DOCTOR'S VIEW ARCHIVE
The New England Journal of Medicine removed the embargo on an unpublished article (1999) and accompanying editorial about the clinical implications of an advance in the treatment of heart failure. The advance involves a drug called spironolactone (pronounced spi-ro-no-lac-tone) that has been manufactured by G.D. Searle & Co. for some years under the brand name of Aldactone and is available as a generic drug. The news about spironolactone is twofold:
- Spironolactactone is a major help in treating congestive heart failure; and very importantly
- Its beneficial effects are additive to those from ACE inhibitors, another class of drugs commonly relied on in treating heart failure.
The research was reported by Bernard Pitt and colleagues in what was called the Randomized Aldactone Evaluation Study (RALES). The RALES study was unusually far-flung. It took place on 5 continents in 15 countries -- Belgium, Brazil, Canada, France, Germany, Japan, Mexico, The Netherlands, New Zealand, South Africa, Spain, Switzerland, the United Kingdom, the U.S. and Venezuela. At 195 medical centers, a grand total of 1663 patients with symptomatic heart failure were studied. All received standard care and, in addition, they were assigned randomly (by chance alone) to receive spironolactone or a placebo, a blank that looked just like spironolactone.
Results of the research
The overall risks of death, death due to progressive heart failure, and sudden death from cardiac causes were all found to be lowered by about 30% among the patients treated with spironolactone. This remarkable result prompted the RALES study to be ended early so that all of the patients could receive spironolactone and benefit from it.
The RALES study demonstrated that patients who received spironolactone had a sizable reduction in the chance of being hospitalized for heart problems and they had significant improvement in functional status. These healthy responses were evident within several months after enrollment in the RALES study and persisted throughout the two-year duration of the study.
Congestive heart failure and aldosterone
Congestive heart failure occurs gradually. It tends to occur frequently after the heart has been damaged by a prior heart attack or after the heart has been subjected to long-standing high blood pressure (hypertension). The heart is unable to eject or receive the normal quantities of blood. This results in characteristic symptoms and signs. If a person with heart failure is able to compensate for it, they may feel breathless and easily tired with moderate or greater levels of exertion. Symptoms with only minimal exertion or at rest accompanied by swelling (edema) of the legs reflect decompensation. The failing heart can not keep up with the demands put upon it.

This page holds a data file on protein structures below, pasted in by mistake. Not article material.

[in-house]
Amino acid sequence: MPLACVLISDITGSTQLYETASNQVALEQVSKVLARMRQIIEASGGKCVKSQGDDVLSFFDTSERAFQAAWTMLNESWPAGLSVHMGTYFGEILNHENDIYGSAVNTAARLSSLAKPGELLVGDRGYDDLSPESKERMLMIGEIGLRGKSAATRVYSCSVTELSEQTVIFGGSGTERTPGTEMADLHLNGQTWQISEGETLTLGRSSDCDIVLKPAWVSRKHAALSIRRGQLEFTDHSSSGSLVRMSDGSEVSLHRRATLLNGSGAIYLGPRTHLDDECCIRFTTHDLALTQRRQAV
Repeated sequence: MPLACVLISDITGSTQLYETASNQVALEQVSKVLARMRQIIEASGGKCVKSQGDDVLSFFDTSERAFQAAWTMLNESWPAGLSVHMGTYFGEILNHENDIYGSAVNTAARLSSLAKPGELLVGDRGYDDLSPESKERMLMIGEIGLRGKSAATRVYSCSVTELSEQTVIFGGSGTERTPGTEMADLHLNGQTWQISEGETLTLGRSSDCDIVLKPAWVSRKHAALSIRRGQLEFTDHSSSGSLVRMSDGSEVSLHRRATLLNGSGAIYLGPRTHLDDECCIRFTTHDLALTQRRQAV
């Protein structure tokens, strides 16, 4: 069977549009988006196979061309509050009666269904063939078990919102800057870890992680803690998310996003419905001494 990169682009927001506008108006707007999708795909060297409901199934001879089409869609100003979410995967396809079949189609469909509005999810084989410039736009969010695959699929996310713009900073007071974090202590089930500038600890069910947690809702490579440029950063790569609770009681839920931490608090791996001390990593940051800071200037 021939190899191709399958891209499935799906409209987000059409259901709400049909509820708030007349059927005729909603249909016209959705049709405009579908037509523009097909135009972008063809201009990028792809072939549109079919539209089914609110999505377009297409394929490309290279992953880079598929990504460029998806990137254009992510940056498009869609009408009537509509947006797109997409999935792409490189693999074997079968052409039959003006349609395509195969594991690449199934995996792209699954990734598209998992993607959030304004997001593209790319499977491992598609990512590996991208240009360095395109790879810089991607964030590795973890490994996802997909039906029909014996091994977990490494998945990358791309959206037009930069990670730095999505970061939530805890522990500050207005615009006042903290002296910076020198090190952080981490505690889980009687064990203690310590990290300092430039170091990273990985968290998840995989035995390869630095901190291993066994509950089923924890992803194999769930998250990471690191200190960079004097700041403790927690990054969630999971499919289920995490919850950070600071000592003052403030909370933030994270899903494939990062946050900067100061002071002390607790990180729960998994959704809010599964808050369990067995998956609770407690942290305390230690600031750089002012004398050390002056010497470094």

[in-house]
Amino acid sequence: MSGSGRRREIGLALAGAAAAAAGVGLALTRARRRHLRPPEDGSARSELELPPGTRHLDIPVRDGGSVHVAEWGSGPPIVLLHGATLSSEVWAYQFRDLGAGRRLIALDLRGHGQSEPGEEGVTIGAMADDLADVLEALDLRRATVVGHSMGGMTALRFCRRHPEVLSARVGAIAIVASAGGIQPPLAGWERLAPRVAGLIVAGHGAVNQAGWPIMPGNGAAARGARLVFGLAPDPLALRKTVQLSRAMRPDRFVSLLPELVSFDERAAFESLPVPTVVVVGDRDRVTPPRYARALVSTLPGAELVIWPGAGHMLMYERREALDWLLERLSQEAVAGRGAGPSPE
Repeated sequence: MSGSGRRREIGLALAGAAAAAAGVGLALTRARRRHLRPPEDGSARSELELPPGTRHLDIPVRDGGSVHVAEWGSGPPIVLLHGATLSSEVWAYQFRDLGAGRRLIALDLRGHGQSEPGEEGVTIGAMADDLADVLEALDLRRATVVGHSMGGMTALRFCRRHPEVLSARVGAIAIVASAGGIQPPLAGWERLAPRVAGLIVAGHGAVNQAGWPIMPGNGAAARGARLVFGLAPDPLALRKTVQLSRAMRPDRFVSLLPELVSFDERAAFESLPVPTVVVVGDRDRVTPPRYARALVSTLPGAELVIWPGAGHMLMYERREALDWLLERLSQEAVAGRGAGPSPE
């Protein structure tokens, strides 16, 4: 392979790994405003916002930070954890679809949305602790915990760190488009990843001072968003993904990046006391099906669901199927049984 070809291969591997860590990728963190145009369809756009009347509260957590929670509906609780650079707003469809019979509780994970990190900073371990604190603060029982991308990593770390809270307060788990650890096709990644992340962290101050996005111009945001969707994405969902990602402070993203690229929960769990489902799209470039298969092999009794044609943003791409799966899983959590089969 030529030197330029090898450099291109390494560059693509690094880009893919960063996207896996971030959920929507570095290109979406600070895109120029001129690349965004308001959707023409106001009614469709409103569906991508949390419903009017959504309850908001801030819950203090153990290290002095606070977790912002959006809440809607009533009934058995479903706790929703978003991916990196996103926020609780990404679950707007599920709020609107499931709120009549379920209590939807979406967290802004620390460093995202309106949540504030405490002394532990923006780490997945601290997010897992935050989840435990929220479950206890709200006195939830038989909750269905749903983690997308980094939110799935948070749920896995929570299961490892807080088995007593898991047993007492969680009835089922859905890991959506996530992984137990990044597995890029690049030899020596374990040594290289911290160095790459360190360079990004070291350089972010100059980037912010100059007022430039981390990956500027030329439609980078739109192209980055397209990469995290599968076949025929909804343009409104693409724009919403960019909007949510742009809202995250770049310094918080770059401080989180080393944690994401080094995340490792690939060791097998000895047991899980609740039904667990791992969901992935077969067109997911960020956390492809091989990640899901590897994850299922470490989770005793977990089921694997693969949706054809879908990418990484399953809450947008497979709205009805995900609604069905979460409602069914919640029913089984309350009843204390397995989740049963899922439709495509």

Congestive heart failure is a syndrome that arises from under- oxygenated tissues and congested tissues. By retaining salt, the kidneys work counter to the heart, lungs, and liver in heart failure. There is a "dysfunctional relationship" between the kidney and these other organs that normally cooperate to preserve circulatory balance. This dysfunctional relationship involves a substance called aldosterone.
Spironolactone blocks the action of aldosterone, a hormone that is released by the adrenal glands into the blood stream. Aldosterone acts upon the kidneys to encourage the retention of sodium in the blood and promote the loss of magnesium and potassium into the urine. Since the blockade of aldosterone receptors by spironolactone substantially reduces the risk of both morbidity and death among patients with severe heart failure, it is becoming abundantly clear that aldosterone plays an important role in the events leading up to and surrounding heart failure.
Implications for care
The discovery of the value of spironolactone for heart failure is an "important therapeutic advance," commented Dr. Karl T. Weber in the New England Journal editorial. The research "suggests that the standard of care for the treatment of patients with moderate or severe symptomatic heart failure" will change and "should be broadened to include spironolactone."
If kidney function is all right, the use of a
Just as old dogs occasionally do learn new tricks, old drugs like spironolactone sometimes show new therapeutic potential.
Pitt B, Zannad F, Remme WJ, Cody R, Castaigne A, Perez A, Palensky J, Wittes J, , for the Randomized Aldactone Evaluation Study Investigators: The effect of spironolactone on morbidity and mortality in patients with severe heart failure. New Engl J Med, in press, 1999. (Original report)
Weber KT: Aldosterone and Spironolactone in Heart Failure. New Engl J Med, in press, 1999. (Editorial)
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